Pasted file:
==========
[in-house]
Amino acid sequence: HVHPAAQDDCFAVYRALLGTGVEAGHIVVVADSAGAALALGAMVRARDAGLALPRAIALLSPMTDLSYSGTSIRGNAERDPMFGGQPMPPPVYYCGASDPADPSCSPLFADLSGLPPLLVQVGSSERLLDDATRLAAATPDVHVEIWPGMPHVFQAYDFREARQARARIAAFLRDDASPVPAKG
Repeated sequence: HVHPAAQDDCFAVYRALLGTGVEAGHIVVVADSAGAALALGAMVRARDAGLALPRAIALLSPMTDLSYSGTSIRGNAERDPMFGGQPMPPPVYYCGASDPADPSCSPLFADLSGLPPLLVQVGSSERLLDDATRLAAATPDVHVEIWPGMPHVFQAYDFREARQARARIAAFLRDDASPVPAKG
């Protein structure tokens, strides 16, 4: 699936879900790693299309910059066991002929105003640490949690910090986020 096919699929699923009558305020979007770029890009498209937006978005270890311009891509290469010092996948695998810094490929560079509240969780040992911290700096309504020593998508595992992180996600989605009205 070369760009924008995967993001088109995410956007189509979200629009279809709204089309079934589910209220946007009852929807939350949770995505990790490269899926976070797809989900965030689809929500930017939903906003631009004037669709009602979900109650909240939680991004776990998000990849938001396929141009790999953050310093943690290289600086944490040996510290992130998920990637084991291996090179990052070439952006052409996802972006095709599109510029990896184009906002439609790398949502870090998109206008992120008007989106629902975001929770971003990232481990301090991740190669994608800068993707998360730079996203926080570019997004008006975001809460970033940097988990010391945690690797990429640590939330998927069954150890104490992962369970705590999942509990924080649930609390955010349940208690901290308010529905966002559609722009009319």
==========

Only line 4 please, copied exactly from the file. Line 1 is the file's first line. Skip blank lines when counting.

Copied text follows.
């Protein structure tokens, strides 16, 4: 699936879900790693299309910059066991002929105003640490949690910090986020 096919699929699923009558305020979007770029890009498209937006978005270890311009891509290469010092996948695998810094490929560079509240969780040992911290700096309504020593998508595992992180996600989605009205 070369760009924008995967993001088109995410956007189509979200629009279809709204089309079934589910209220946007009852929807939350949770995505990790490269899926976070797809989900965030689809929500930017939903906003631009004037669709009602979900109650909240939680991004776990998000990849938001396929141009790999953050310093943690290289600086944490040996510290992130998920990637084991291996090179990052070439952006052409996802972006095709599109510029990896184009906002439609790398949502870090998109206008992120008007989106629902975001929770971003990232481990301090991740190669994608800068993707998360730079996203926080570019997004008006975001809460970033940097988990010391945690690797990429640590939330998927069954150890104490992962369970705590999942509990924080649930609390955010349940208690901290308010529905966002559609722009009319």